OAKLAND — California Humanities is pleased to announce Rick Noguchi as its new president and CEO.
Chosen after a national and competitive search, Noguchi brings to the position more than 20 years of experience in programming, planning, fundraising, management, and strategic grantmaking in the nonprofit sector. His unique background in philanthropy, service delivery, and the humanities will enable him to bring bold thinking and innovative approaches to the organization, which supports and delivers public humanities programs that explore California’s diverse cultures and history. His tenure begins in May.
Noguchi succeeds Julie Fry, who is stepping down from the position after more than eight years at the helm.
Board chair Oliver Rosales commented, “As board chair for California Humanities, I’m thrilled to have Rick Noguchi come on board as president and CEO of California Humanities. Rick possesses a unique skill set that made him stand out in the search process – a combination of humility, experience, organizational thinking, all combined with deep content knowledge of the humanities landscape in California. I’m excited to see California Humanities under his leadership and am confident he will help the organization expand its reach across the state, all within an eye toward equity and access for all.”
Noguchi currently serves as the chief operating officer at the Japanese American National Museum in Los Angeles, where he leads the strategic direction of the museum and oversees programs and external relations.
Noguchi’s previous experience at the James Irvine Foundation and California Community Foundation will also inform his approach to equitable grantmaking practices. As a senior program officer in arts at the Irvine Foundation from 2008-2015, he was responsible for the only open application grantmaking program that focused on small and midsize organizations, and was deeply involved in developing an arts engagement field-building strategy; from 2005-2008, as a program officer in arts and human development at the California Community Foundation, Noguchi developed and implemented grantmaking strategies for major projects in the areas of arts, aging, individuals with disabilities, and at-risk/foster youth.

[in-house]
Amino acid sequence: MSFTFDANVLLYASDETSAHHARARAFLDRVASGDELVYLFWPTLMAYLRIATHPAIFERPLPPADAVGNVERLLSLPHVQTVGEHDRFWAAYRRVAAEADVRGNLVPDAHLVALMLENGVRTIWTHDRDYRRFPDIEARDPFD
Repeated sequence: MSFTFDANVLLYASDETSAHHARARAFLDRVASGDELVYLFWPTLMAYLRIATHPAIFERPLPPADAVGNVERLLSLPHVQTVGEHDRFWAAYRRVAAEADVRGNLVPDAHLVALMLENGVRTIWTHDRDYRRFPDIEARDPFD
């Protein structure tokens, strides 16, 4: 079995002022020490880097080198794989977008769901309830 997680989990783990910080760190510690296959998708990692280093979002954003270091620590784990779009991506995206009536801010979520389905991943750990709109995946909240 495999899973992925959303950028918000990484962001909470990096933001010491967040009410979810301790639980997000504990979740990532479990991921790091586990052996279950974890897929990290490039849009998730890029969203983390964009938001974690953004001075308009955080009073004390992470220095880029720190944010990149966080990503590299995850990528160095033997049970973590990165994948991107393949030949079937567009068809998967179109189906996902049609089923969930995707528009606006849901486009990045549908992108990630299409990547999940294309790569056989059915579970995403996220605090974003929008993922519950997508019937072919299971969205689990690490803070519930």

Joining California Humanities is a full-circle moment for Noguchi, who started his professional career at Arizona Humanities in the 1990s. There, he designed and implemented “Transforming Barbed Wire,” the first council-conducted project that explored the history and reconciliation of American concentration camps in Arizona that unjustly incarcerated Japanese Americans during World War II.
“It is a magnificent honor for me to serve as the president and CEO of California Humanities, especially because I believe deeply in the power of the humanities,” said Noguchi. “I am grateful for the board’s confidence in me to lead this important statewide organization, particularly at this moment in time when California and the nation needs the humanities more than ever to cultivate empathy and bridge divides. I am energized to advance California Humanities’ commitment to equity and social justice.”
Born in Los Angeles, Noguchi is also a published poet, children’s book author, and avid surfer. His books include “The Ocean Inside Kenji Takezo” (University of Pittsburgh Press), “The Wave He Caught” (Pearl Editions), and “Flowers from Mariko” (Lee and Low Books).
Noguchi serves on the board of the California Association of Museums and the recently concluded Advisory Committee for the Los Angeles County Department of the Arts’ Cultural Equity and Inclusion Initiative.
He has a Master of Fine Arts degree from Arizona State University and a Masters of Business Administration from Pepperdine University.
California Humanities, a statewide nonprofit partner of the National Endowment for the Humanities, promotes the humanities — focused on ideas, conversation, and learning — as relevant, meaningful ways to understand the human condition and connect people to each other in order to help strengthen California. California Humanities has provided grants and programs across the state since 1975.
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